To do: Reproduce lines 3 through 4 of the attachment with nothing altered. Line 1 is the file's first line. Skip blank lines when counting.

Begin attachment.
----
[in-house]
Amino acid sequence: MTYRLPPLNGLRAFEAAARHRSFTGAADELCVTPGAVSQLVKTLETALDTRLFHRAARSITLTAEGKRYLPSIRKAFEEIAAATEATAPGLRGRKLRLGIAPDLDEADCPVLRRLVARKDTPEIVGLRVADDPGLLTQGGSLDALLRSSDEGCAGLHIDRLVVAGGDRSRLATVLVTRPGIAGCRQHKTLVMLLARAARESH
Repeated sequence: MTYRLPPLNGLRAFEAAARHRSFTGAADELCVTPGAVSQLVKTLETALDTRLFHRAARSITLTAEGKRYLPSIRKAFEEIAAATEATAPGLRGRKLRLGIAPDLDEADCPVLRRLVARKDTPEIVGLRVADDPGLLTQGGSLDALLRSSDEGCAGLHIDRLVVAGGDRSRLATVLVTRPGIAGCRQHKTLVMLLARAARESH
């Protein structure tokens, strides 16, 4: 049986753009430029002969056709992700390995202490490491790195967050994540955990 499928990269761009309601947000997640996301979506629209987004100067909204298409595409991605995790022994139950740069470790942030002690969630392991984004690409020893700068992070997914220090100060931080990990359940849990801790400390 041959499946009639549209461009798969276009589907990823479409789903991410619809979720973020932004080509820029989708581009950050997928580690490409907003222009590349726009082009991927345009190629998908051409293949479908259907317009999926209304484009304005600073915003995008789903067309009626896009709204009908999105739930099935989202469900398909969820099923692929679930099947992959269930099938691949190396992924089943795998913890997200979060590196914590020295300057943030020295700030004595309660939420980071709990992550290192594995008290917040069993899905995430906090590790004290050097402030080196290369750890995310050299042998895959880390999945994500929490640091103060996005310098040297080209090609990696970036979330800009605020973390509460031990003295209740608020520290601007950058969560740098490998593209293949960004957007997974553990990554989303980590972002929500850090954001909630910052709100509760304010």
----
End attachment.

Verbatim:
Repeated sequence: MTYRLPPLNGLRAFEAAARHRSFTGAADELCVTPGAVSQLVKTLETALDTRLFHRAARSITLTAEGKRYLPSIRKAFEEIAAATEATAPGLRGRKLRLGIAPDLDEADCPVLRRLVARKDTPEIVGLRVADDPGLLTQGGSLDALLRSSDEGCAGLHIDRLVVAGGDRSRLATVLVTRPGIAGCRQHKTLVMLLARAARESH
């Protein structure tokens, strides 16, 4: 049986753009430029002969056709992700390995202490490491790195967050994540955990 499928990269761009309601947000997640996301979506629209987004100067909204298409595409991605995790022994139950740069470790942030002690969630392991984004690409020893700068992070997914220090100060931080990990359940849990801790400390 041959499946009639549209461009798969276009589907990823479409789903991410619809979720973020932004080509820029989708581009950050997928580690490409907003222009590349726009082009991927345009190629998908051409293949479908259907317009999926209304484009304005600073915003995008789903067309009626896009709204009908999105739930099935989202469900398909969820099923692929679930099947992959269930099938691949190396992924089943795998913890997200979060590196914590020295300057943030020295700030004595309660939420980071709990992550290192594995008290917040069993899905995430906090590790004290050097402030080196290369750890995310050299042998895959880390999945994500929490640091103060996005310098040297080209090609990696970036979330800009605020973390509460031990003295209740608020520290601007950058969560740098490998593209293949960004957007997974553990990554989303980590972002929500850090954001909630910052709100509760304010």